It looks like you're using an Ad Blocker.

Please white-list or disable in your ad-blocking tool.

Thank you.


Some features of ATS will be disabled while you continue to use an ad-blocker.


The 25 Rules of Spreading DisInformation (A Must Read For All ATSers)

page: 1

log in

+10 more 
posted on May, 9 2009 @ 09:57 PM
This is, and where there are conspiracy theories there are disinformation agents. I ask you though, do you know what disinformation is? Do you know how it is spread?

   /dɪsˌɪnfərˈmeɪʃən, ˌdɪsɪn-/ Show Spelled Pronunciation [dis-in-fer-mey-shuhn, dis-in-]

+False information, as about a country's military strength or plans, publicly announced or planted in the news media, esp. of other countries.
+Deliberately misleading information announced publicly or leaked by a government or especially by an intelligence agency in order to influence public opinion or the government in another nation: "He would be the unconscious channel for a piece of disinformation aimed at another country's intelligence service" (Ken Follett).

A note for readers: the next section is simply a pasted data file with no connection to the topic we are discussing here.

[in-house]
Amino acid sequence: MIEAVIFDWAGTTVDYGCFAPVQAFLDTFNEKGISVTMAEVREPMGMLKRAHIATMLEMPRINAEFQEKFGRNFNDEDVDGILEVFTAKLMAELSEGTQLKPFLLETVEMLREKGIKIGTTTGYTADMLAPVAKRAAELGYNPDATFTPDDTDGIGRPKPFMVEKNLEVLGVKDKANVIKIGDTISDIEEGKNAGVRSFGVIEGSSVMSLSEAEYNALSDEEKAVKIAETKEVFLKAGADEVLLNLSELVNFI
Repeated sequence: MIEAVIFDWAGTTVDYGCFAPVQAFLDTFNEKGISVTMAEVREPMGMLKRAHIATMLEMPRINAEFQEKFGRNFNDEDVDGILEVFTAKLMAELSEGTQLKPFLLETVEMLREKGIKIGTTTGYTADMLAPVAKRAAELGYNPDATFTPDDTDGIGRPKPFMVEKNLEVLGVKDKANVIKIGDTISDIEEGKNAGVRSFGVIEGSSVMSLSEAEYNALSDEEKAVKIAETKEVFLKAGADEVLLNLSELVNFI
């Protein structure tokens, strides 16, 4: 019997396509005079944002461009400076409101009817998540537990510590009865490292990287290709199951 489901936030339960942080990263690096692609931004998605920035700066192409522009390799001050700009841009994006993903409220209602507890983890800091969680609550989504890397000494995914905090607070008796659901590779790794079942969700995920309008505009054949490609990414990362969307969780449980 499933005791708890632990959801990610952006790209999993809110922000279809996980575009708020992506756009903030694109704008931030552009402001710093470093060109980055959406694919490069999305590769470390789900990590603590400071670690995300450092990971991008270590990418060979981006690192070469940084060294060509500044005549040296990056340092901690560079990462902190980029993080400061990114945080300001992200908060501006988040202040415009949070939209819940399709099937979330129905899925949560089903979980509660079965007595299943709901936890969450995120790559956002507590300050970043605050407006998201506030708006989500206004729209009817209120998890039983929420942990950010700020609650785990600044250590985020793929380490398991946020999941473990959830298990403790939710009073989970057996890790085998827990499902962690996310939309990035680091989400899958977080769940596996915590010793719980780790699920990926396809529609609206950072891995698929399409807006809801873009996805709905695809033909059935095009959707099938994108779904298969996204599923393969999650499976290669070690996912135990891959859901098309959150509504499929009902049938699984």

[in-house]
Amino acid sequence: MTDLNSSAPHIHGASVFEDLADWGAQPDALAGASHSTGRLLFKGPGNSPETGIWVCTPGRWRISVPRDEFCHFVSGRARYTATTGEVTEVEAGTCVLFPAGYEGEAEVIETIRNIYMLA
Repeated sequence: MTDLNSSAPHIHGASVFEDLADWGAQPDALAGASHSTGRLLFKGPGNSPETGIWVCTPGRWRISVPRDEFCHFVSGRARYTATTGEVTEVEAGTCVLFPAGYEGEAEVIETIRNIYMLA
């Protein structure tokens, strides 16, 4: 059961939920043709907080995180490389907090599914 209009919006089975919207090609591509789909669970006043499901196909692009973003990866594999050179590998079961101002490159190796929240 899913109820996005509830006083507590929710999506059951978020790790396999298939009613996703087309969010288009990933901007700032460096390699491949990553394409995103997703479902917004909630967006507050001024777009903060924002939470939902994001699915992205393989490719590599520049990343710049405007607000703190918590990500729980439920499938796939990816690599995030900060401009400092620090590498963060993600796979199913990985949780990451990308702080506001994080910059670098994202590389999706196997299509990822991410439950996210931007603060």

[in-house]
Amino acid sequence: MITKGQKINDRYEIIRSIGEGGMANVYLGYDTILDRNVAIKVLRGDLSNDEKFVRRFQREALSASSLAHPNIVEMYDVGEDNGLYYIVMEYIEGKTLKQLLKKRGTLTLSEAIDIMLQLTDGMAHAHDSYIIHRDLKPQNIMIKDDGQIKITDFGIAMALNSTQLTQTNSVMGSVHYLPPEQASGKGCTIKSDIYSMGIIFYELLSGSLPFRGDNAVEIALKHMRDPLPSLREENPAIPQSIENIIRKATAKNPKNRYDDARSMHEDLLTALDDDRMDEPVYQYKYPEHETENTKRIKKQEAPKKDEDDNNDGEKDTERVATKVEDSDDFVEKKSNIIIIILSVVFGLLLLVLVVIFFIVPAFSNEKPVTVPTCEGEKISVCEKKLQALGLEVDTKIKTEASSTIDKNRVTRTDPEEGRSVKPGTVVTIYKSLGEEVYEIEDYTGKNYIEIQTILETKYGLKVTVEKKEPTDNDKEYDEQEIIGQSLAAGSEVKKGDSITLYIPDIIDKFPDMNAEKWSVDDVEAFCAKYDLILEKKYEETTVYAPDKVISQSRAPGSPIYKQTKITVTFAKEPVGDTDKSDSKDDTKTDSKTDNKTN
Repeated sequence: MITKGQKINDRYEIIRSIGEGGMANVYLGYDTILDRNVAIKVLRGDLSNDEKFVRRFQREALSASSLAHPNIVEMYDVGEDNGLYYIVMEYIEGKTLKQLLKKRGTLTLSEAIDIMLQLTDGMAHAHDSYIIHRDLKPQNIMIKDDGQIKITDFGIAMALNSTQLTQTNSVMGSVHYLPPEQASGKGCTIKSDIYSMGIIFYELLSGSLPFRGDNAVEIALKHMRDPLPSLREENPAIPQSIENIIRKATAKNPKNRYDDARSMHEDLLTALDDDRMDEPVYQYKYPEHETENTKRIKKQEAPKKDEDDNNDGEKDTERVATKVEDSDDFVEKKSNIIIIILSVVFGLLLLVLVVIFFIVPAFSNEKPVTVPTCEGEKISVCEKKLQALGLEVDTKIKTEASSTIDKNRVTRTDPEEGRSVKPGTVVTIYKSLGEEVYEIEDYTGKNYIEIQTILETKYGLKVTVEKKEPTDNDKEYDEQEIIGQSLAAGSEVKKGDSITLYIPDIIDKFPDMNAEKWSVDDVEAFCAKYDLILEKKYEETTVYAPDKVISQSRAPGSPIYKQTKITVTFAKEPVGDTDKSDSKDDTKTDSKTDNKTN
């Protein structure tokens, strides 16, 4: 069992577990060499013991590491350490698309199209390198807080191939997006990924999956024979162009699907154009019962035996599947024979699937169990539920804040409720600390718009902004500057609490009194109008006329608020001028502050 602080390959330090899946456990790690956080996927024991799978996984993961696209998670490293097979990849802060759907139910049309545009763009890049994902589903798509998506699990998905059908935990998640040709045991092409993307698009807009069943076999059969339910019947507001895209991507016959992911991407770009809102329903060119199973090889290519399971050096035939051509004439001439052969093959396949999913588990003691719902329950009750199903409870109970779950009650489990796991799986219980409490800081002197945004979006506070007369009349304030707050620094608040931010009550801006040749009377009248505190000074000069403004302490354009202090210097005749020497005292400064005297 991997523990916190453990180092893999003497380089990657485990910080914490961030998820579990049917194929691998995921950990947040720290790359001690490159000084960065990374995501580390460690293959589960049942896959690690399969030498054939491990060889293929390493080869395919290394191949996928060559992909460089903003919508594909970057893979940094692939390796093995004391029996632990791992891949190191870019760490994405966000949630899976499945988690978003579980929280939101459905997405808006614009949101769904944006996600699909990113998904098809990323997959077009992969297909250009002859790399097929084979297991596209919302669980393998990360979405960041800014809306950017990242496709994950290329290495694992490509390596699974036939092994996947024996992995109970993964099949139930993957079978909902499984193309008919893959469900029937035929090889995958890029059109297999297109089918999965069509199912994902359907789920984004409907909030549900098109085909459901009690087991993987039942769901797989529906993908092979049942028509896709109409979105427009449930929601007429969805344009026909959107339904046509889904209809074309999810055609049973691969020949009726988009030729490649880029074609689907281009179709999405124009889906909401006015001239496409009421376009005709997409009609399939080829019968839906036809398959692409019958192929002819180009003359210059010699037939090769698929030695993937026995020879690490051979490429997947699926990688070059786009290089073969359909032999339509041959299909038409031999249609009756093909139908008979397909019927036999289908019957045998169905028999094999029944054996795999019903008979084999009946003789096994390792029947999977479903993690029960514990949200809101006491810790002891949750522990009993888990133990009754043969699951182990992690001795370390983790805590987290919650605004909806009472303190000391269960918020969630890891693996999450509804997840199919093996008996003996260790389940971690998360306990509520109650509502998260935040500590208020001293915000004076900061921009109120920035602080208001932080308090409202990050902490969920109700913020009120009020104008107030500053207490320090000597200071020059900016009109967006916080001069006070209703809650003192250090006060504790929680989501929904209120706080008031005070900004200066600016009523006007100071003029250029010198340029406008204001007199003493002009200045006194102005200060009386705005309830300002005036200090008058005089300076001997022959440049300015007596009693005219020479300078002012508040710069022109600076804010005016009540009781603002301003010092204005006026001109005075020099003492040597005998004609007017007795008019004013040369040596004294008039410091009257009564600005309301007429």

+Dissemination of such misleading information.
+Misinformation that is deliberately disseminated in order to influence or confuse rivals (foreign enemies or business competitors etc.)

1965–70; dis- 1 + information, as trans. of Russ dezinformátsiya < F désinform(er) to misinform + Russ -atsiya ≪ L -ātiō

In the terms of disinformation and disinfo agents are those who spread falsehoods of any subject in order to confuse any who read said subject.

A classic example of disinformation is known as Operation Fortitude. During World War II, The Allies deliberately leaked information that a large invasion force would be coming from Kent, England. Where-as the truth was the main force would be attacking the Normandy Beachhead to the far south.